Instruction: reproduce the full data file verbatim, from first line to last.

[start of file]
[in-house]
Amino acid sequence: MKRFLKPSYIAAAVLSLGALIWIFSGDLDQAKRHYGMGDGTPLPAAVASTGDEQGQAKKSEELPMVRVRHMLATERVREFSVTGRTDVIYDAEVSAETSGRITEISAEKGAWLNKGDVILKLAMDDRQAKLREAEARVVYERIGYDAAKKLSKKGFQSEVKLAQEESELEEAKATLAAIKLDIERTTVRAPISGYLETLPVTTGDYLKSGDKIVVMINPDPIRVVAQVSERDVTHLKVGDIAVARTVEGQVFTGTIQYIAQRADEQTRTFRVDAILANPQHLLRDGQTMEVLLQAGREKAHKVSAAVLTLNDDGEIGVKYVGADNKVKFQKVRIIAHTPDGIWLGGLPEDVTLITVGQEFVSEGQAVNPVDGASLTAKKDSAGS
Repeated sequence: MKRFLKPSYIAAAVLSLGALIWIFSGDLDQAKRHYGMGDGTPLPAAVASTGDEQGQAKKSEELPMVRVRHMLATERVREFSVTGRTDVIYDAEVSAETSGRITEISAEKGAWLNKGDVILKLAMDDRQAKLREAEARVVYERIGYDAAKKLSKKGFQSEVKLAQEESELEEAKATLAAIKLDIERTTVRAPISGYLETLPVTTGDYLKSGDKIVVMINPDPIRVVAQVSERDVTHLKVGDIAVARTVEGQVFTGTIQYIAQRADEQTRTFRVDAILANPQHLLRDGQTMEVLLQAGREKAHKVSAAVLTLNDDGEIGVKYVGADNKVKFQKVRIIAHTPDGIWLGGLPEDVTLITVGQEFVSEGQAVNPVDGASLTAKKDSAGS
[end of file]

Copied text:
[in-house]
Amino acid sequence: MKRFLKPSYIAAAVLSLGALIWIFSGDLDQAKRHYGMGDGTPLPAAVASTGDEQGQAKKSEELPMVRVRHMLATERVREFSVTGRTDVIYDAEVSAETSGRITEISAEKGAWLNKGDVILKLAMDDRQAKLREAEARVVYERIGYDAAKKLSKKGFQSEVKLAQEESELEEAKATLAAIKLDIERTTVRAPISGYLETLPVTTGDYLKSGDKIVVMINPDPIRVVAQVSERDVTHLKVGDIAVARTVEGQVFTGTIQYIAQRADEQTRTFRVDAILANPQHLLRDGQTMEVLLQAGREKAHKVSAAVLTLNDDGEIGVKYVGADNKVKFQKVRIIAHTPDGIWLGGLPEDVTLITVGQEFVSEGQAVNPVDGASLTAKKDSAGS
Repeated sequence: MKRFLKPSYIAAAVLSLGALIWIFSGDLDQAKRHYGMGDGTPLPAAVASTGDEQGQAKKSEELPMVRVRHMLATERVREFSVTGRTDVIYDAEVSAETSGRITEISAEKGAWLNKGDVILKLAMDDRQAKLREAEARVVYERIGYDAAKKLSKKGFQSEVKLAQEESELEEAKATLAAIKLDIERTTVRAPISGYLETLPVTTGDYLKSGDKIVVMINPDPIRVVAQVSERDVTHLKVGDIAVARTVEGQVFTGTIQYIAQRADEQTRTFRVDAILANPQHLLRDGQTMEVLLQAGREKAHKVSAAVLTLNDDGEIGVKYVGADNKVKFQKVRIIAHTPDGIWLGGLPEDVTLITVGQEFVSEGQAVNPVDGASLTAKKDSAGS